15th November 2012
Message from the Pastor
‘… having a form of godliness, but denying the power thereof’
2 Timothy 3:5
Moving back to Britain after a decade in South Korea has been something which has been full of surprises for us: some pleasant and joyful – such as the clear hand of the Lord in helping our moving out of Korea; others less so – such as the delay in getting hooked up by BT and our continuing carpet saga! We have also been surprised at how the UK has changed – sadly, in many ways for the worse. Coming back for a summer visit is not the same as coming back to live – as I am sure you understand, so perhaps we had not noticed the spiritual and moral decline quite as markedly as we might have before. Perhaps the biggest surprise, to me, along these lines, has been to read of the scandal surrounding the late Jimmy Savile.
Perhaps, like me, you are able to cast your mind back to Saturday evenings, the family around the TV set, watching enviously as boys and girls got to see their particular dream come true as Jim ‘fixed it’ for them. The excitement as one soccer team got to play the real Manchester United, or one lad succeeding in meeting his heroes from some TV programme or other, but now the ‘dreamy’ atmosphere has been rudely broken as individual after individual have finally spoken out of the disgraceful and sordid side to this seemingly ‘favourite uncle’ type figure. The effects upon such, upon hundreds of lives it appears, is tragic, and cannot be calculated.
And all these things come to us with a more powerful effect than they might have done; this is due to the apparent upright and generous nature of Mr. Savile. A great charity supporter, a man who visited hospitals to comfort young sick and dying children, a man who was a known Roman Catholic – in the eyes of the world, therefore, a ‘Christian.’ Writing his obituary, the Catholic Herald stated ‘Jimmy Saville was a practising Catholic, who attended Mass several times a week.’
With the truth now coming out about this man, surely we have an example of what the apostle wrote of in our text. Jimmy Savile, along with others ensnared by the Roman Catholic religion, have a form of godliness – often involved in ‘good’ works (certainly ‘good’ in the eyes of the world), but when it comes to power – a powerful, true inner godliness, here they, along with all other false religions, fail abysmally. Their ‘faith’ has no value when it comes to the crucial battle with the sin-filled old man, simply because they and the sin-filled old man are on the same side! To quote Barnes regarding such religion on this verse: ‘It imposes no restraint on their passions and carnal propensities.’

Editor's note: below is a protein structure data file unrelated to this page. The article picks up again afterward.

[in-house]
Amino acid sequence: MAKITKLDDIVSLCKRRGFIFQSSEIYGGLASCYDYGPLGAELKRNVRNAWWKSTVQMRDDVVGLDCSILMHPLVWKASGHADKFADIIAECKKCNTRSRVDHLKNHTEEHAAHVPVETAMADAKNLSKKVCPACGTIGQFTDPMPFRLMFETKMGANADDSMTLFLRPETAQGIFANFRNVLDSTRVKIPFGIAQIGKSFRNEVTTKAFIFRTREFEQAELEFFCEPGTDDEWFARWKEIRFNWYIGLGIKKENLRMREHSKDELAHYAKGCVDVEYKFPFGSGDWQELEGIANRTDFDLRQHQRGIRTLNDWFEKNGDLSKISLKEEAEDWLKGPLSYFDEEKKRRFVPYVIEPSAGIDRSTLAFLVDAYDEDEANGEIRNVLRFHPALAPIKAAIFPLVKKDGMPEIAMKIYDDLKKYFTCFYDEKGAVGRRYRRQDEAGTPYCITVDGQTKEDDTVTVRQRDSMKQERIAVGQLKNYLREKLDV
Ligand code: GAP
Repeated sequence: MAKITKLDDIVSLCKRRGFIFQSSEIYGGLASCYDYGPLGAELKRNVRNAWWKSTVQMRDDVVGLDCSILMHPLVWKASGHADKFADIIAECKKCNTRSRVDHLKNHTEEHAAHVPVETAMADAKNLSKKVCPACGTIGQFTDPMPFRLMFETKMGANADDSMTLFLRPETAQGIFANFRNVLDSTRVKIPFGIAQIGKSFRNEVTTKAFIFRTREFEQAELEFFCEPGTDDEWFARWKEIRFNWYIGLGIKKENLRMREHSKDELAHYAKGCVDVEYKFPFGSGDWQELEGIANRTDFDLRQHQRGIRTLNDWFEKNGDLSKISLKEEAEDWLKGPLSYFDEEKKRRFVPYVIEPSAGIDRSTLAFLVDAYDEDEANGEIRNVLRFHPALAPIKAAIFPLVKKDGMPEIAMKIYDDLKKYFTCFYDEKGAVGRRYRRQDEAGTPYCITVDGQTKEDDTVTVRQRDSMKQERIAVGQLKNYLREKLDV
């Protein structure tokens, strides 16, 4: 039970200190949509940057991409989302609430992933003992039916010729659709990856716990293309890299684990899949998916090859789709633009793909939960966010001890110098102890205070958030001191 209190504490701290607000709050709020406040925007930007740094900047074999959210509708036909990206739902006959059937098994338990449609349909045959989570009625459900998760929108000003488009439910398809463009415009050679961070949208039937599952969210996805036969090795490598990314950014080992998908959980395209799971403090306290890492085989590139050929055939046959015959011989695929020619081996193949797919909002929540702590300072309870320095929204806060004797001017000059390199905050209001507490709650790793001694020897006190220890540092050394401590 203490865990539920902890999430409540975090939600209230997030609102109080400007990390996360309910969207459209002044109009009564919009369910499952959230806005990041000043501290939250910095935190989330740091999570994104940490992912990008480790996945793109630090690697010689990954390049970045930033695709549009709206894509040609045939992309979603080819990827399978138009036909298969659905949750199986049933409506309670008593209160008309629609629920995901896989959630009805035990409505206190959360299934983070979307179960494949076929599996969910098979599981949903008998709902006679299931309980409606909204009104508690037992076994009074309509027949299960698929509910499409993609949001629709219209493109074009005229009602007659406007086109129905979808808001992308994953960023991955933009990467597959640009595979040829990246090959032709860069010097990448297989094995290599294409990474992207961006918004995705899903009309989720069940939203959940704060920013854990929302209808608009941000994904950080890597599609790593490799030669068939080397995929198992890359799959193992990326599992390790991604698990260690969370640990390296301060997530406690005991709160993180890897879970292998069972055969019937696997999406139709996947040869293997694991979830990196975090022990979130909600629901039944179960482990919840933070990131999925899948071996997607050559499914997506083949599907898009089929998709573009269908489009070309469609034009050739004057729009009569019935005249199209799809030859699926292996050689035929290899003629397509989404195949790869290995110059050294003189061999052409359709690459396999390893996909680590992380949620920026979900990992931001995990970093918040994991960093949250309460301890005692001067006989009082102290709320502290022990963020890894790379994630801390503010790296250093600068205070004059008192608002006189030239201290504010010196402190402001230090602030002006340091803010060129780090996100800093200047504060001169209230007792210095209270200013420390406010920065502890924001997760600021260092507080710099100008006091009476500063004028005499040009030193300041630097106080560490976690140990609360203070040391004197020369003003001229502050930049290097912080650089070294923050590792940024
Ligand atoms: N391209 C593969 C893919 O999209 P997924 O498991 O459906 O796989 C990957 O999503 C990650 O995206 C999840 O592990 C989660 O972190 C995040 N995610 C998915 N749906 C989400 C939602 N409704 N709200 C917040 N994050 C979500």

This having a form of religion, but denying the power thereof is a state of soul which we individually as well as congregationally should dread, earnestly seeking that the Lord may deliver us from such a peril. The danger of such lies, not least, is that the one thus ensnared is rarely aware of being in such a dead condition: the ‘form’ is very convincing not only to himself, but also to outside observers; they join him in admiring his apparent religious prowess. The last thing, one in such a state would believe, is that their religion is without strength – impotent – a religion with a denial of power.
Our defence against such, is surely and constantly the blessed third Person of the Trinity, the Holy Spirit. He, of whom the apostle writes in Ephesians 1v14as being the ‘earnest of the inheritance until redemption’ – with Whom ‘ye were sealed.’ Yes, the old man in Adam is full of sin and powerless to deny self, but the new man, being renewed after the image of Christ Himself no less, has resident and inherent power – even the power of God, unable to ‘deny’ the power of godliness. The apostle John writes along these lines when he asserts: ‘Greater is He that is in you, than he that is in the world’ 1 John 4v4.
All true Christians know something of this power – granted, never anything like to the degree they long for, but nevertheless, still, where the gracious Spirit resides, power must always be there. In the inner battles against sin, often, sadly and badly, we see defeat, but in terms of what the puritan’s termed the ‘breaking out of corruption’ – where such inner failures become manifest before an observing world – His gracious restraining power is often our portion. And whilst we rightly grieve over our inner trespasses and compromise, we are able to give thanks that, for the sake of His great name before a harsh and critical world, it is comparatively rare that those inner failures give rise to sinful words heard and actions viewed by others. In this we experience the power of true faith in our lives – unlike those referred to in our text.
Perhaps we can see this more clearly, if we consider how we were before the Lord came to us in saving power. Yes, maybe conscience and social restraint played a part – we had to maintain our respectability, but without such in place, perhaps in a family situation, or in the company of worldly friends or colleagues, vile, crude speech and even sinful actions were, to our shame, commonplace. When we consider this state with our current one, in Christ with His Spirit in us, to His glory, the true Christian is able to see how this power of God has changed him and is operative in his life.
And even this, in the true believer’s life, is not limited to outward, visible manifestations, but also in the inner man; the fact that a battle does rage within, and some resistance is made, and at times some victory is tasted, is further proof that a man is the Lord’s and has this power in his life. Where we see such, even if such experiences are to our eyes minute and feeble, their occurrence at all should be a cause for us to rejoice and praise the Lord; they are a mark of His grace in us, even His power in operation in our lives. They are evidences that we have not only the form of godliness but its power too, is not denied.